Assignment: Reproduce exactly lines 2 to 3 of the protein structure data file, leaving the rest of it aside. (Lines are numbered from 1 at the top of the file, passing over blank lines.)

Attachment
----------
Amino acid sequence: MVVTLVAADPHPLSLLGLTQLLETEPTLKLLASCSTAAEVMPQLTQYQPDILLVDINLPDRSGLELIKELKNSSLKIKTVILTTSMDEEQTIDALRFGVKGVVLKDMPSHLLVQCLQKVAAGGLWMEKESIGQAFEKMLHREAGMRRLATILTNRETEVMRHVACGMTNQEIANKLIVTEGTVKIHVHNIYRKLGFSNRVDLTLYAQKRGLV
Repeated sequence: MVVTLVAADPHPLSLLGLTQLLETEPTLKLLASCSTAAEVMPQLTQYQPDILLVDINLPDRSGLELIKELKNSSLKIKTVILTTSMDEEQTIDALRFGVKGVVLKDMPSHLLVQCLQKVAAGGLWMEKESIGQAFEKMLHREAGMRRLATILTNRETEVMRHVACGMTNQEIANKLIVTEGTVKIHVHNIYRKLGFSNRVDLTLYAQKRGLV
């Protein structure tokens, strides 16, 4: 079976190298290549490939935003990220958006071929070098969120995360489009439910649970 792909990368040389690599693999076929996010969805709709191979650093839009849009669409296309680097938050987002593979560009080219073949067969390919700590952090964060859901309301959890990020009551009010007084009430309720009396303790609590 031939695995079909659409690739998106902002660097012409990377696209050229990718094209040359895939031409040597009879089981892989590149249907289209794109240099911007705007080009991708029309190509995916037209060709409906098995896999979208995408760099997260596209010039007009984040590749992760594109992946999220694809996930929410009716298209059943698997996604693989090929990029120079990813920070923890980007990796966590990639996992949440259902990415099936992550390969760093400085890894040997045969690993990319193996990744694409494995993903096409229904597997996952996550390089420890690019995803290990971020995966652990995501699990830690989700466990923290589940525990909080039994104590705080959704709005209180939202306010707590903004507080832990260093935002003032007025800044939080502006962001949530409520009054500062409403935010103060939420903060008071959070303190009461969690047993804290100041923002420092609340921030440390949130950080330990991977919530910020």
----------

Repeated sequence: MVVTLVAADPHPLSLLGLTQLLETEPTLKLLASCSTAAEVMPQLTQYQPDILLVDINLPDRSGLELIKELKNSSLKIKTVILTTSMDEEQTIDALRFGVKGVVLKDMPSHLLVQCLQKVAAGGLWMEKESIGQAFEKMLHREAGMRRLATILTNRETEVMRHVACGMTNQEIANKLIVTEGTVKIHVHNIYRKLGFSNRVDLTLYAQKRGLV
């Protein structure tokens, strides 16, 4: 079976190298290549490939935003990220958006071929070098969120995360489009439910649970 792909990368040389690599693999076929996010969805709709191979650093839009849009669409296309680097938050987002593979560009080219073949067969390919700590952090964060859901309301959890990020009551009010007084009430309720009396303790609590 031939695995079909659409690739998106902002660097012409990377696209050229990718094209040359895939031409040597009879089981892989590149249907289209794109240099911007705007080009991708029309190509995916037209060709409906098995896999979208995408760099997260596209010039007009984040590749992760594109992946999220694809996930929410009716298209059943698997996604693989090929990029120079990813920070923890980007990796966590990639996992949440259902990415099936992550390969760093400085890894040997045969690993990319193996990744694409494995993903096409229904597997996952996550390089420890690019995803290990971020995966652990995501699990830690989700466990923290589940525990909080039994104590705080959704709005209180939202306010707590903004507080832990260093935002003032007025800044939080502006962001949530409520009054500062409403935010103060939420903060008071959070303190009461969690047993804290100041923002420092609340921030440390949130950080330990991977919530910020």